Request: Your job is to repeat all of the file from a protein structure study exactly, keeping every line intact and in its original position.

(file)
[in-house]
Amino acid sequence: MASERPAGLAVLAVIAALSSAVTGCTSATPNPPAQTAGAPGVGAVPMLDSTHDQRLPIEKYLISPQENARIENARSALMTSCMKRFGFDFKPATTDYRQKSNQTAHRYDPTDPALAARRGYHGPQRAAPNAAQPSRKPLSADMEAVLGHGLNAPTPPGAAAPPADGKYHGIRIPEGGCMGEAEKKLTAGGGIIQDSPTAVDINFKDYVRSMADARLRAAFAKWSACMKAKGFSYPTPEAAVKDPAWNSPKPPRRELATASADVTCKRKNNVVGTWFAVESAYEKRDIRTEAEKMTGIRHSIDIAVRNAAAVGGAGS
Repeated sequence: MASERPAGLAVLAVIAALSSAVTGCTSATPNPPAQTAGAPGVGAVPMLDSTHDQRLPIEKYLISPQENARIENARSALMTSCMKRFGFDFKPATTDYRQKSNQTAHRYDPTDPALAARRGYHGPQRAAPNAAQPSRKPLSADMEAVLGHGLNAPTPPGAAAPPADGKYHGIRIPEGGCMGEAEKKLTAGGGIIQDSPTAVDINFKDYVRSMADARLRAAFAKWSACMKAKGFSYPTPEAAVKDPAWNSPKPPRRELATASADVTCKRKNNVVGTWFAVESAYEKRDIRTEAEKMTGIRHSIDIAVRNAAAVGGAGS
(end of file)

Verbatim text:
[in-house]
Amino acid sequence: MASERPAGLAVLAVIAALSSAVTGCTSATPNPPAQTAGAPGVGAVPMLDSTHDQRLPIEKYLISPQENARIENARSALMTSCMKRFGFDFKPATTDYRQKSNQTAHRYDPTDPALAARRGYHGPQRAAPNAAQPSRKPLSADMEAVLGHGLNAPTPPGAAAPPADGKYHGIRIPEGGCMGEAEKKLTAGGGIIQDSPTAVDINFKDYVRSMADARLRAAFAKWSACMKAKGFSYPTPEAAVKDPAWNSPKPPRRELATASADVTCKRKNNVVGTWFAVESAYEKRDIRTEAEKMTGIRHSIDIAVRNAAAVGGAGS
Repeated sequence: MASERPAGLAVLAVIAALSSAVTGCTSATPNPPAQTAGAPGVGAVPMLDSTHDQRLPIEKYLISPQENARIENARSALMTSCMKRFGFDFKPATTDYRQKSNQTAHRYDPTDPALAARRGYHGPQRAAPNAAQPSRKPLSADMEAVLGHGLNAPTPPGAAAPPADGKYHGIRIPEGGCMGEAEKKLTAGGGIIQDSPTAVDINFKDYVRSMADARLRAAFAKWSACMKAKGFSYPTPEAAVKDPAWNSPKPPRRELATASADVTCKRKNNVVGTWFAVESAYEKRDIRTEAEKMTGIRHSIDIAVRNAAAVGGAGS